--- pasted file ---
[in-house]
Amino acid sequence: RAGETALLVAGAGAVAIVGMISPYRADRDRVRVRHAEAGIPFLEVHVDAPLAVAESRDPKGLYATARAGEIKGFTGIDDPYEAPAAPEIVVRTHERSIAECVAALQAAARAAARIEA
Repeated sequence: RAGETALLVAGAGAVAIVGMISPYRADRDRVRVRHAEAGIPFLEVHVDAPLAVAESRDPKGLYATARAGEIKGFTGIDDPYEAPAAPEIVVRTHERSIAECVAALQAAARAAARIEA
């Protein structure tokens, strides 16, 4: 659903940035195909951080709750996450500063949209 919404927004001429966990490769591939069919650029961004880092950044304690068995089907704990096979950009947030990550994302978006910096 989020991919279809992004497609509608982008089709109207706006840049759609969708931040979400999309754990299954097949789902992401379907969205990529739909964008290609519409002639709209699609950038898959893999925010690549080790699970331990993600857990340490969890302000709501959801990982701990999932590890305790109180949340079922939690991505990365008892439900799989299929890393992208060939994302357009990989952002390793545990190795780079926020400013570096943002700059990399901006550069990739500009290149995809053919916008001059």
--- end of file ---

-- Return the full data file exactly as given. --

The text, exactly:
[in-house]
Amino acid sequence: RAGETALLVAGAGAVAIVGMISPYRADRDRVRVRHAEAGIPFLEVHVDAPLAVAESRDPKGLYATARAGEIKGFTGIDDPYEAPAAPEIVVRTHERSIAECVAALQAAARAAARIEA
Repeated sequence: RAGETALLVAGAGAVAIVGMISPYRADRDRVRVRHAEAGIPFLEVHVDAPLAVAESRDPKGLYATARAGEIKGFTGIDDPYEAPAAPEIVVRTHERSIAECVAALQAAARAAARIEA
């Protein structure tokens, strides 16, 4: 659903940035195909951080709750996450500063949209 919404927004001429966990490769591939069919650029961004880092950044304690068995089907704990096979950009947030990550994302978006910096 989020991919279809992004497609509608982008089709109207706006840049759609969708931040979400999309754990299954097949789902992401379907969205990529739909964008290609519409002639709209699609950038898959893999925010690549080790699970331990993600857990340490969890302000709501959801990982701990999932590890305790109180949340079922939690991505990365008892439900799989299929890393992208060939994302357009990989952002390793545990190795780079926020400013570096943002700059990399901006550069990739500009290149995809053919916008001059």